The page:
With Jason Heyward‘s eighth-inning two-run home run off of Blake Wood on Monday night, the Reds set a new ignominious record, CSN Chicago’s Patrick Mooney reports. The club has now allowed 242 home runs, surpassing the 241 the 1996 Tigers yielded.
Heyward’s blast was the Cubs’ third home run on the evening. Addison Russell and Wilson Contreras each hit solo homers in the seventh, helping to erase the Reds’ 2-0 lead.
Brandon Finnegan has allowed the most home runs on the team with 29 followed by Dan Straily at 28. Because the Reds have struggled to keep other pitchers in the rotation, eight other pitchers have given up double-digit home runs including five who have made at least 10 starts.
Coming into Monday’s action, Major League pitching had allowed 5,218 home runs. The Reds’ 239 at the time represented 4.58 percent of that total. The Twins had allowed the second-most at 209, or 4.0 percent. By the way, that 5,218 total was already the sixth-highest total in major league history. Thank you, Reds.
The Reds, now 63-87, are at least setting themselves up to pick in the top-five and potentially the top-three in the first round of the 2017 draft.
MLBPA player representative Max Scherzer sent out a short statement late Wednesday night regarding the ongoing negotiations between the owners and the union. On Tuesday, ownership proposed a “sliding scale” salary structure on top of the prorated pay cuts the players already agreed to back in March. The union rejected the proposal, with many worrying that it would drive a wedge in the union’s constituency.
Scherzer is one of eight players on the MLBPA executive subcommittee along with Andrew Miller, Daniel Murphy, Elvis Andrus, Cory Gearrin, Chris Iannetta, James Paxton, and Collin McHugh.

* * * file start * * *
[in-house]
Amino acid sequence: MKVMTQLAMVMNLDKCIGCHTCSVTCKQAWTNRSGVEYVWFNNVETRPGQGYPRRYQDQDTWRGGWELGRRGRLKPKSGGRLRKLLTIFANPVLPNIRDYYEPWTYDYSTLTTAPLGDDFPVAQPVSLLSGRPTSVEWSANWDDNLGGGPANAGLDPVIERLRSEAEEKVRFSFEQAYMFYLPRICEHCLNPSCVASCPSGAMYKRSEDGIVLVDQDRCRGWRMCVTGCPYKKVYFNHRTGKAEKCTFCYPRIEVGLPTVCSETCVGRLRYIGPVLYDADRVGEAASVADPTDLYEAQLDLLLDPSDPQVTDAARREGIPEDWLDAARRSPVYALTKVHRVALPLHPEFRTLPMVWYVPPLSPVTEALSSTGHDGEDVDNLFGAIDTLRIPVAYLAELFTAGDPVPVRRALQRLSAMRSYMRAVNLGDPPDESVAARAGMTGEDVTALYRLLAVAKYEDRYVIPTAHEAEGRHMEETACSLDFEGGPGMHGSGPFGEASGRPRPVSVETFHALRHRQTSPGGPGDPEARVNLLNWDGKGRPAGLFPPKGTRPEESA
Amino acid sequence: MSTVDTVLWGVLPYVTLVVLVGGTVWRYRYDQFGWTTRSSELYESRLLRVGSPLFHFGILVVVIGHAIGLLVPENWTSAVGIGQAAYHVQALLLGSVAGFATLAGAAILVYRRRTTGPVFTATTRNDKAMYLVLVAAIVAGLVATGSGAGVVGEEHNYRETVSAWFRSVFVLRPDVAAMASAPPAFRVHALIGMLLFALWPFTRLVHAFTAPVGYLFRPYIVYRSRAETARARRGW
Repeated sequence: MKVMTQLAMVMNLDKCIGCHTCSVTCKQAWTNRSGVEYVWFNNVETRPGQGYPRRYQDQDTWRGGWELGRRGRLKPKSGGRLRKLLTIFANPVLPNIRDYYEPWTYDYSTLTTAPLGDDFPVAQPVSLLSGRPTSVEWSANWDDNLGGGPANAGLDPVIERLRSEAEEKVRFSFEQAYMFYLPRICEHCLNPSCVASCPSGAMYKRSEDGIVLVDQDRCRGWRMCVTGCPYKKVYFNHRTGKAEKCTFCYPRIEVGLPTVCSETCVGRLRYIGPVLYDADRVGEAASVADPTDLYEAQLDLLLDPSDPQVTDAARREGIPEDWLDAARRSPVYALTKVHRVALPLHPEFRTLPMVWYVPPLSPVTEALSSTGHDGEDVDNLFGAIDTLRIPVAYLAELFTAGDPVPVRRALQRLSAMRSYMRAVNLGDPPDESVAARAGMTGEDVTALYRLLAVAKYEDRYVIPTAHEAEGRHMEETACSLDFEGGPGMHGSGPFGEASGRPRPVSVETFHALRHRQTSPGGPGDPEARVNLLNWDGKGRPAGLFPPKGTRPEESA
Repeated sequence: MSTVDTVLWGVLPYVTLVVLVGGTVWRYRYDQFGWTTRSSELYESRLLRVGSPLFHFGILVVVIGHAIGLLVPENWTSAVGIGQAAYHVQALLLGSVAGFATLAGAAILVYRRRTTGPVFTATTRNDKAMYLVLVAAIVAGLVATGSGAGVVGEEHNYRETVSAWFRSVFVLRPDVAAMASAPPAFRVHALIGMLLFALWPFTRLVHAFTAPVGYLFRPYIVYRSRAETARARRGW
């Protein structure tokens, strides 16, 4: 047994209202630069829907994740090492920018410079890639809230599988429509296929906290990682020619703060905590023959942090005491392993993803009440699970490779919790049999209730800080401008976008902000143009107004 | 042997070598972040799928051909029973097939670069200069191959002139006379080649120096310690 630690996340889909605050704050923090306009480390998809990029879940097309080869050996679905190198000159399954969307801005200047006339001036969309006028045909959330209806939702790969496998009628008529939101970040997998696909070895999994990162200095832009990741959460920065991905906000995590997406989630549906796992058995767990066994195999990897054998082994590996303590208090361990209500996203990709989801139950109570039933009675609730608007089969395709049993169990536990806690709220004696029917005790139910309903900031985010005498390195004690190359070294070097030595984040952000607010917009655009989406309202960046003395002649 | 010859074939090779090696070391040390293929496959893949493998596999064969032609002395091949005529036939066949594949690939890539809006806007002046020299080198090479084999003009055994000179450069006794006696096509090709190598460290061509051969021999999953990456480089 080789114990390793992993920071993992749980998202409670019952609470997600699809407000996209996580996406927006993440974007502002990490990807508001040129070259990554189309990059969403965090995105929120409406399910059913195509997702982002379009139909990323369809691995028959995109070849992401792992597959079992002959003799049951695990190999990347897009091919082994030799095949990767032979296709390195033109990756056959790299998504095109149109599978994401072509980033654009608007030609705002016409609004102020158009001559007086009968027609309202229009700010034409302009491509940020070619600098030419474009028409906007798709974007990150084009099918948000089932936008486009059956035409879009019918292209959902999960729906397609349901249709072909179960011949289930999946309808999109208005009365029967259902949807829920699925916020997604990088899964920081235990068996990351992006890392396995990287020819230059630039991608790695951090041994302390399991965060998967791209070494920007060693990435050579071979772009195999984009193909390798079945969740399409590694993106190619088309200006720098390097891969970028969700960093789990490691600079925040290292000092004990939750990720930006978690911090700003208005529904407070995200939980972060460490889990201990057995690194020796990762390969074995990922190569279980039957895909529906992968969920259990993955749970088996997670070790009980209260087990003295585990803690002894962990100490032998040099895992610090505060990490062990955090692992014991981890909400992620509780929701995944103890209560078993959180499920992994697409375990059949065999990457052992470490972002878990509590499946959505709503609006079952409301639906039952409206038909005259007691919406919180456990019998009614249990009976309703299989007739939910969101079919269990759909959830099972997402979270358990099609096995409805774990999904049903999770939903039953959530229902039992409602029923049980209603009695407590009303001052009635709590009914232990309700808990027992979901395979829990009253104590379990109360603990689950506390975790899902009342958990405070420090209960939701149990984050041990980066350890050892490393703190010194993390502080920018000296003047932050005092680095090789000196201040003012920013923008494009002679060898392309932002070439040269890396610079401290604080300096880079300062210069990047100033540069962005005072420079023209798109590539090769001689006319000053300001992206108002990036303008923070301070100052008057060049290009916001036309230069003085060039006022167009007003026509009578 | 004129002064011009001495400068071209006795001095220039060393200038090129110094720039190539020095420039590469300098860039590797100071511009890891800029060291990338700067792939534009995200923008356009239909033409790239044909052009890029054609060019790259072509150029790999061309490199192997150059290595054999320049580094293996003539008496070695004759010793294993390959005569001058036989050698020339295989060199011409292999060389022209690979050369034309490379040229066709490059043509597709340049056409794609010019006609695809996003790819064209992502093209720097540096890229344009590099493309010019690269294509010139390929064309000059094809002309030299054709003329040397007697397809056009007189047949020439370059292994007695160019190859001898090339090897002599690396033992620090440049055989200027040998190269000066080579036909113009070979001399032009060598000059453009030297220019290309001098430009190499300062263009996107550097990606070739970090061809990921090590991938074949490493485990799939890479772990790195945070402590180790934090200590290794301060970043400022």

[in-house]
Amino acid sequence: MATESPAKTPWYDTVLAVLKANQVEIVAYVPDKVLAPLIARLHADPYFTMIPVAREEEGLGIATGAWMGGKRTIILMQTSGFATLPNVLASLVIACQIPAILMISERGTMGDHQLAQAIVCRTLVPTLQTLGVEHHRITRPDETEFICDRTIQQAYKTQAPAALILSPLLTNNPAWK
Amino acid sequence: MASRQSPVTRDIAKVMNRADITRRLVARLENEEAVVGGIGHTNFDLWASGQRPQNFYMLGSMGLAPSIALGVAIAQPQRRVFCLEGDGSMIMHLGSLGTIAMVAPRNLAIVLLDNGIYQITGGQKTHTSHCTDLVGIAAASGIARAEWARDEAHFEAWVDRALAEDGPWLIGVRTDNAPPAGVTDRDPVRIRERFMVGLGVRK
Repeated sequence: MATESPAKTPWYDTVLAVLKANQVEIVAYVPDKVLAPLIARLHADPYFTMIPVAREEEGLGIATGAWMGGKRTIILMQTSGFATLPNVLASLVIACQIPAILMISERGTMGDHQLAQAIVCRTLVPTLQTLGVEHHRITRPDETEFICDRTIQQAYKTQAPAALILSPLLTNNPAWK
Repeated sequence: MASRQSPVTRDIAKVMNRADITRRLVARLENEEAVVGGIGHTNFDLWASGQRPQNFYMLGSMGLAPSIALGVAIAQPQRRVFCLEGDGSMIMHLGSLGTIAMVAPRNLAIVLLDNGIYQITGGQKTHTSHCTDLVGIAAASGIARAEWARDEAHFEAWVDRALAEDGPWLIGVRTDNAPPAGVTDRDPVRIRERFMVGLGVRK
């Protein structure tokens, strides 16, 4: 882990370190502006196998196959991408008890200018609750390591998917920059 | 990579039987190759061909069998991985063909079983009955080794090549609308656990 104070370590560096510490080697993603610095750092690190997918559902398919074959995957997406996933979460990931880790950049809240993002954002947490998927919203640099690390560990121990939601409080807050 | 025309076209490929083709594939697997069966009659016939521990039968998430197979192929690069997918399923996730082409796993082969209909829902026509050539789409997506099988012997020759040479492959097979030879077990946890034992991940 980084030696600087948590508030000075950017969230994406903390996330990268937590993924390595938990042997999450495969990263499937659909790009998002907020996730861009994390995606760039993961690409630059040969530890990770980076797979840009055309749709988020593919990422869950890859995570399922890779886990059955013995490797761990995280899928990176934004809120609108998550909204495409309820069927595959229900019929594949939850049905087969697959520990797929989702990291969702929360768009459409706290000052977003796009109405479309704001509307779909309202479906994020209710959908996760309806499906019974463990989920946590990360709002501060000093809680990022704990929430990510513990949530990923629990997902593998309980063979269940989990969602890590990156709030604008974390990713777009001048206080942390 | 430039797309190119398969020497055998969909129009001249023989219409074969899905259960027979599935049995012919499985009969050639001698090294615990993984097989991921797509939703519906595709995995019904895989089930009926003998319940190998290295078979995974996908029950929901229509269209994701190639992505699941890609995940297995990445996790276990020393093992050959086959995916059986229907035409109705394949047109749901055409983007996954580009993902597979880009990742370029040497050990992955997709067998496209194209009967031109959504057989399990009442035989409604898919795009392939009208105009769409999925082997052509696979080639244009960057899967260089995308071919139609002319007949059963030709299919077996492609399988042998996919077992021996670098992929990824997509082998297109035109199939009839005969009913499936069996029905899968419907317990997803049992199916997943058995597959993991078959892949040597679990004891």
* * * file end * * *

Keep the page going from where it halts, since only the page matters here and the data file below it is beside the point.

After discussing the latest developments with the rest of the players there’s no reason to engage with MLB in any further compensation reductions. We have previously negotiated a pay cut in the version of prorated salaries, and there’s no justification to accept a 2nd pay cut based upon the current information the union has received. I’m glad to hear other players voicing the same viewpoint and believe MLB’s economic strategy would completely change if all documentation were to become public information.
Indeed, aside from the Braves, every other teams’ books are closed, so there has been no way to fact-check any of the owners’ claims. Cubs chairman Tom Ricketts, for example, recently said that 70 percent of the Cubs’ revenues come from “gameday operations” (ticket sales, concessions, etc.). But it went unsubstantiated because the Cubs’ books are closed. The league has only acknowledged some of the union’s many requests for documentation. Without supporting evidence, Ricketts’ claim, like countless others from team executives, can only be taken as an attempt to manipulate public sentiment.
Early Thursday morning, ESPN’s Jeff Passan reported that the MLBPA plans to offer a counter-proposal to MLB in which the union would suggest a season of more than 100 games and fully guaranteed prorated salaries. It seems like the two sides are quite far apart, so it may take longer than expected for them to reach an agreement.